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COVID Holocaust comparisons in Douglas County

When it comes to the national trend of comparing COVID-19 vaccine and mask mandates to the Nazi Holocaust, Colorado continues to prove that it can keep pace with the best — or the worst — of them.

In July, freshman US Congresswoman Lauren Boebert who represents Colorado’s Third Congressional District, made national headlines when she criticized door-to-door vaccination efforts in her district.

“Biden has deployed his Needle Nazis to Mesa County,” she tweeted. “The people of my district are more than smart enough to make their own decisions about the experimental vaccine and don’t need coercion by federal agents.”

Now, a board member of a Douglas County public charter school has joined the chorus of those who apparently find the equation of pandemic precautions to the Holocaust to be apt — a comparison many Jews find objectionable if not anti-Semitic.

Kay Wan, vice president of the board of American Academy, a charter school with two campuses in Parker and one in Castle Pines, in August posted on her personal Facebook page a meme featuring two photographs — one, labeled “1942,” showing a woman being asked to show identity papers to Nazi soldiers; the other, labeled “2020,” showing a masked woman apparently being questioned by police officers.

“Welcome to the new normal,” the accompanying text reads. “But is it really new?? Show me your papers!! History repeats itself. This is only the beginning.”

The post by Wan — a member of the school board since 2015 who has worked as a broadcast journalist and producer for ABC News, Good Morning America, CNN and FOX News — is apparently only viewable by her Facebook friends.

The post resulted in a complaint filed last month by the parent of a student at American Academy with the Colorado Office of Civil Rights and the Anti-Defamation League, whose Mountain States regional director, Scott Levin, promptly asked Wan to remove the post.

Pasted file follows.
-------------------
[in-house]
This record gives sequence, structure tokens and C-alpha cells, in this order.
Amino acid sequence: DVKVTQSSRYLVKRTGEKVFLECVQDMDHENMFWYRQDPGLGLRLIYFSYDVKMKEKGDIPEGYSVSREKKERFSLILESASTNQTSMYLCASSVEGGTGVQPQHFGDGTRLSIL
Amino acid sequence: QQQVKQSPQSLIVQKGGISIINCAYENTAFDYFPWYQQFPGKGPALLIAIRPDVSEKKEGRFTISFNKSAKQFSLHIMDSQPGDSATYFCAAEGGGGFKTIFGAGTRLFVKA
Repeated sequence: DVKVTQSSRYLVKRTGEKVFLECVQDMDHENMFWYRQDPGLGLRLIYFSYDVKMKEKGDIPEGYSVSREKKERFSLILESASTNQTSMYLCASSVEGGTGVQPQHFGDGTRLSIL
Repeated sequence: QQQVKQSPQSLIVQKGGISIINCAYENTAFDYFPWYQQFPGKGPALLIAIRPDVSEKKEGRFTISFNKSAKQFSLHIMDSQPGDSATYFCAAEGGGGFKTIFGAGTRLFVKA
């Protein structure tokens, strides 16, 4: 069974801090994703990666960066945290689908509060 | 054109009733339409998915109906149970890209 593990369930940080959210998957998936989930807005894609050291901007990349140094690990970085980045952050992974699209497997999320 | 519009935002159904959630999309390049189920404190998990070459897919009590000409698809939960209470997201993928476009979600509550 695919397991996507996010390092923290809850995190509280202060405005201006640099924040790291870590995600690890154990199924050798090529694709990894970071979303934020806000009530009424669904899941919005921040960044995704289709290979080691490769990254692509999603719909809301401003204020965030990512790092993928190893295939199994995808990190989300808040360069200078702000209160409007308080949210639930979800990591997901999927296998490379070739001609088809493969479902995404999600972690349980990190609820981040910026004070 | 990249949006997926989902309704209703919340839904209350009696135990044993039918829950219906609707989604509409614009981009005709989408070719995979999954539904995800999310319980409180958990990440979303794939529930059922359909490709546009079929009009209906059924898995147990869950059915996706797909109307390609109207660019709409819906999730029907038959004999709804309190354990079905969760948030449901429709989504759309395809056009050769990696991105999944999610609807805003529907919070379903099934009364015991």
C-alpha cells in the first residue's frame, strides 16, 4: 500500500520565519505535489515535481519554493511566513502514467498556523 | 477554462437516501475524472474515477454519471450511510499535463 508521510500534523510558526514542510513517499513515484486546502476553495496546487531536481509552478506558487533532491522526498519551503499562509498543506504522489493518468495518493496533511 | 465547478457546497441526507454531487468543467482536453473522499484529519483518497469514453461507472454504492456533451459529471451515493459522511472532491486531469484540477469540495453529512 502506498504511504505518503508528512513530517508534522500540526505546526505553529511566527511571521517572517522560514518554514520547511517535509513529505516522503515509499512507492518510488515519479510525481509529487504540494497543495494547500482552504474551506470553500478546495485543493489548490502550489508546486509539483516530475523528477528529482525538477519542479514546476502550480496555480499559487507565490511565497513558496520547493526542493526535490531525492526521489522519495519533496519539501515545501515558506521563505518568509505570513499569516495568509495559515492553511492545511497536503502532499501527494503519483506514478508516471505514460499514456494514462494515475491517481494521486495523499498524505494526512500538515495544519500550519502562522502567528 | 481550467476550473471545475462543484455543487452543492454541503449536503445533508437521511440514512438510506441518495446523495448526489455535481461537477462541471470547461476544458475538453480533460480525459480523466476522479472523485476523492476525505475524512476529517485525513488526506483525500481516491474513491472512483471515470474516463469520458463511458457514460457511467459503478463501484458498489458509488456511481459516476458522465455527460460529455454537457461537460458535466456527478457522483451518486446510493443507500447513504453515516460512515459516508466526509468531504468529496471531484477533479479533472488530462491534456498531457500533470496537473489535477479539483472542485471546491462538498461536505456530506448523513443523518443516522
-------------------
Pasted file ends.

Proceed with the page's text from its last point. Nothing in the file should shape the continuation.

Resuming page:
Levin told the Intermountain Jewish News this week that he has yet to receive a reply to his request. Attempts by the IJN this week to reach Wan for comment on her post were likewise unsuccessful.

The American Academy board of directors, however, has commented publicly on the controversy.

In a Sept. 29 letter to school parents, the board emphasized that Wan’s post was a reflection of her own opinion and was “not, in any way, representative of American Academy.”

That clarification notwithstanding, the board’s letter implied that Wan’s fellow board members are more or less in agreement with her when it comes to the Holocaust comparison.

“As we see it,” the letter stated, “the post is intended to show the dangers of government overreach and to that extreme, fascism. While we do not advocate for or adopt Ms. Wan’s comparison between historical fascism and today’s events, we also do not read anti-Semitism into her comments. In fact, we read a strong rejection of the kind of government that perpetrated anti-Semitism and the Holocaust.”

The board’s letter went on to state that Wan is the daughter of a Chinese American mother who fled communism in her native country, and that “her life experiences lend a perspective many do not have.

“We all have a right to agree or disagree with her personal view and to voice our opinions accordingly, to hopefully include avoiding the pervasive (and toxic) cancel culture that persists in today’s society. Such exchange may offend some, but hopefully promote the freedom of ideas that have helped our society thrive.”